Now that I have a few projects under my belt, I think I can finally pick my favorites so far.  All of the projects that I have undertaken so far have been a blast.  I’ve learned something interesting from every one of them, like how to streak a plate in Biology, or how to write a really good narrative in English. Projects have always been fun for me, but a little daunting, and going to a PBL school has helped me overcome that fear.

At first I was afraid, not so much because I thought projects would be time consuming, but because I was afraid of failing.  I was afraid that I wouldn’t be perfect, which I think is a big problem in today’s society. Society puts too much emphasis on grades and not enough on ingenuity.  PBL schools help kids get good grades because of their ingenuity, and that’s why I enjoy projects so much; I don’t have to be perfect.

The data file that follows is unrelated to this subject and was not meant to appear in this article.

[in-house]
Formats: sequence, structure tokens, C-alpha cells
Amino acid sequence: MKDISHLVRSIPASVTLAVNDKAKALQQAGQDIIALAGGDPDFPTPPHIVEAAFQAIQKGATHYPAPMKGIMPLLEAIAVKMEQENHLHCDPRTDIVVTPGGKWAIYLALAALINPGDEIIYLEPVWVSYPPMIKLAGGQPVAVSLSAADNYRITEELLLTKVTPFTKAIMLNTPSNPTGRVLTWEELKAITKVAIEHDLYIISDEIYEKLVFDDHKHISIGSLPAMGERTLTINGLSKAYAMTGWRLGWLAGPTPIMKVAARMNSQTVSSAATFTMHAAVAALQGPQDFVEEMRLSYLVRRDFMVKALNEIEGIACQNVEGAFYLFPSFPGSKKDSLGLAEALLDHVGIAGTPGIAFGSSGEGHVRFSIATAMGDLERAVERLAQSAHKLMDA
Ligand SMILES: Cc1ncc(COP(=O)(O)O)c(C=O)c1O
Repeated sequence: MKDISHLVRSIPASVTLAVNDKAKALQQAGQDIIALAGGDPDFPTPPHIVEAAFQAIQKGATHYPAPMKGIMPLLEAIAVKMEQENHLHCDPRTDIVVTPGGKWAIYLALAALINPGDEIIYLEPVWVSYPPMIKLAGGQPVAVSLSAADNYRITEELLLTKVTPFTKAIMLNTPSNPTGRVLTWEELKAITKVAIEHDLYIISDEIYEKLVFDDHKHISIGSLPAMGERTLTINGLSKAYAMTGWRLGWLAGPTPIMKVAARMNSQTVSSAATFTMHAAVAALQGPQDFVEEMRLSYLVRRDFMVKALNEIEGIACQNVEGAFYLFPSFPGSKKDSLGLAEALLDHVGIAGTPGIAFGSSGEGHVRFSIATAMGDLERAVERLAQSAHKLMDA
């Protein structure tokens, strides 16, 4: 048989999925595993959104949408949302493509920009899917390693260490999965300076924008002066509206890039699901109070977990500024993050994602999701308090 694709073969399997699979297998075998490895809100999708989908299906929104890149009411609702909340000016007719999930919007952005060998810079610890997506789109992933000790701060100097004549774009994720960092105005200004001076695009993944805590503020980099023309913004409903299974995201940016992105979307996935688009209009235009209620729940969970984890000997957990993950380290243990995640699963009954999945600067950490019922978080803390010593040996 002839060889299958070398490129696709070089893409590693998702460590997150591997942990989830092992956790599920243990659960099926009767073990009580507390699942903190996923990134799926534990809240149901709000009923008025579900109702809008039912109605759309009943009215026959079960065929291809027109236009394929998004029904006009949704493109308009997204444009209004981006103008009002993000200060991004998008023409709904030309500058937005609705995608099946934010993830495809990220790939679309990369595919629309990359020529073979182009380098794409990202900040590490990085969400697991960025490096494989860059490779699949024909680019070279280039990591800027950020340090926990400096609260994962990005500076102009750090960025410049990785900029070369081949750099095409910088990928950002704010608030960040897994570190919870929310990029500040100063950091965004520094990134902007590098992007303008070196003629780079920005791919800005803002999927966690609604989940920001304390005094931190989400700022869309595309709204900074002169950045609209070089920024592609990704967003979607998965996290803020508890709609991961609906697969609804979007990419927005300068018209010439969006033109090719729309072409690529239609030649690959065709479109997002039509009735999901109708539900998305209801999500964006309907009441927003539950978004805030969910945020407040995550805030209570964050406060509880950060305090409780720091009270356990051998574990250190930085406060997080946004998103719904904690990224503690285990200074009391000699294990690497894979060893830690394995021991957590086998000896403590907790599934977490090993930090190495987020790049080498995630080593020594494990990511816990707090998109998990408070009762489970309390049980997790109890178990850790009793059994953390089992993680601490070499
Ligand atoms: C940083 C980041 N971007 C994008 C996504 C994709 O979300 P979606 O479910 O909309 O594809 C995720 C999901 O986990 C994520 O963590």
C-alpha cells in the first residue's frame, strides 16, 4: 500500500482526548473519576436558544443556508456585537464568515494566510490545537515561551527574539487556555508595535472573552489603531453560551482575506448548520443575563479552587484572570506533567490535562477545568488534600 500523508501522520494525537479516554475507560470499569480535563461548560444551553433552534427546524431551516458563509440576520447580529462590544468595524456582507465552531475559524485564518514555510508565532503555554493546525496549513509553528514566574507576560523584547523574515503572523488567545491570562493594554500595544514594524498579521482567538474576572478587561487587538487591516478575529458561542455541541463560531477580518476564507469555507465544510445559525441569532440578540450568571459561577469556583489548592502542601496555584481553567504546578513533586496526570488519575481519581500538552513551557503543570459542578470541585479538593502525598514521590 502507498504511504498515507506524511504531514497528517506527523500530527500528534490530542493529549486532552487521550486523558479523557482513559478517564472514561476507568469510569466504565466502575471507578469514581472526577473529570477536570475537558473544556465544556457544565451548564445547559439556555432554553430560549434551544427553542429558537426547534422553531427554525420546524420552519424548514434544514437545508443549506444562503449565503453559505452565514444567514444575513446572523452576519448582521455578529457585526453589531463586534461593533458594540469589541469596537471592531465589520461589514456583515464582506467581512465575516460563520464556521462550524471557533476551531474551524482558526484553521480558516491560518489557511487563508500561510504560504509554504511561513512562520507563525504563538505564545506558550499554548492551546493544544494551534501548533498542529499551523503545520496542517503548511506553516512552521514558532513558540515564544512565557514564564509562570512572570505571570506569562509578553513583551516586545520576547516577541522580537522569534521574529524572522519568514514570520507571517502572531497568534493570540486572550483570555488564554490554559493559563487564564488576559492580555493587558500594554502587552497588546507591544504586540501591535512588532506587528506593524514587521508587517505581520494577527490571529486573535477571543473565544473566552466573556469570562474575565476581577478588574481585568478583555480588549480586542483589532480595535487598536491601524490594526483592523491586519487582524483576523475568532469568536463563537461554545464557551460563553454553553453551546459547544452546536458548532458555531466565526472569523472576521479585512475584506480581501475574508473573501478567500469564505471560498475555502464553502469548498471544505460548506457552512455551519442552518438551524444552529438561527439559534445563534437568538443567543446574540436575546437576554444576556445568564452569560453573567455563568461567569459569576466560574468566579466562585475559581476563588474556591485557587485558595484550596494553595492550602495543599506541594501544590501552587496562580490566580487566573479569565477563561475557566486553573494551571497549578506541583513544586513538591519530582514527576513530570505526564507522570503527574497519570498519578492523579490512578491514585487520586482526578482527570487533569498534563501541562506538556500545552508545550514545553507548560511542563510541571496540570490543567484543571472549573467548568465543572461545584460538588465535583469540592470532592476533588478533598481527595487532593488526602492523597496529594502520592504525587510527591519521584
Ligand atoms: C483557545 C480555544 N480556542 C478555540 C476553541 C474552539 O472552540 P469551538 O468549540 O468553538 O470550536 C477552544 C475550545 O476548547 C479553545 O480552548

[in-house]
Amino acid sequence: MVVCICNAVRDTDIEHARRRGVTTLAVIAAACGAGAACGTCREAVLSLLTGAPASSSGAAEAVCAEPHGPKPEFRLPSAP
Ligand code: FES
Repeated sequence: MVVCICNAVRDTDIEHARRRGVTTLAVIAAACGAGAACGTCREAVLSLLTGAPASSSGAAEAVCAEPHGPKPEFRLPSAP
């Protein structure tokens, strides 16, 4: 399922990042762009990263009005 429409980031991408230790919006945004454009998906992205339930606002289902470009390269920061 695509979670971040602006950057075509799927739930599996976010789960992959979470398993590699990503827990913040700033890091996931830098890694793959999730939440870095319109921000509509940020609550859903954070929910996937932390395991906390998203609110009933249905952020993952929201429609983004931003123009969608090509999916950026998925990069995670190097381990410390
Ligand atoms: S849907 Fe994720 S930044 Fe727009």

And yet, while I don’t have to be perfect, I still want to put in a perfect effort.  I think that perfect effort and a ingenuity are the things that make or break a person in the world.  Albert Einstein flunked math, but with ingenuity and quite a bit of effort, he managed to come up with a lot of the theories that we use today.

While I like all of my projects this semester, I have a couple favorites, both individual and collaborative.  Individual projects are not the basis of PBL, but they do help us learn to manage our time and prepare us for individual tasks in the real world. My favorite individual project this year would probably be writing our English CRA. For that project, we had a choice between two books to read: The World Without Us or Ishmael. I chose to read both, and both are fantastic.  That project probably was the one that put the most stress on me, but in the end, I got to write a paper on my philosophies and how Ishmael supported them.  I love to talk about philosophy, and I love to read, so this project was fun. But it was also challenging because of the amount of work that I had to put into it, while balancing band and other activities.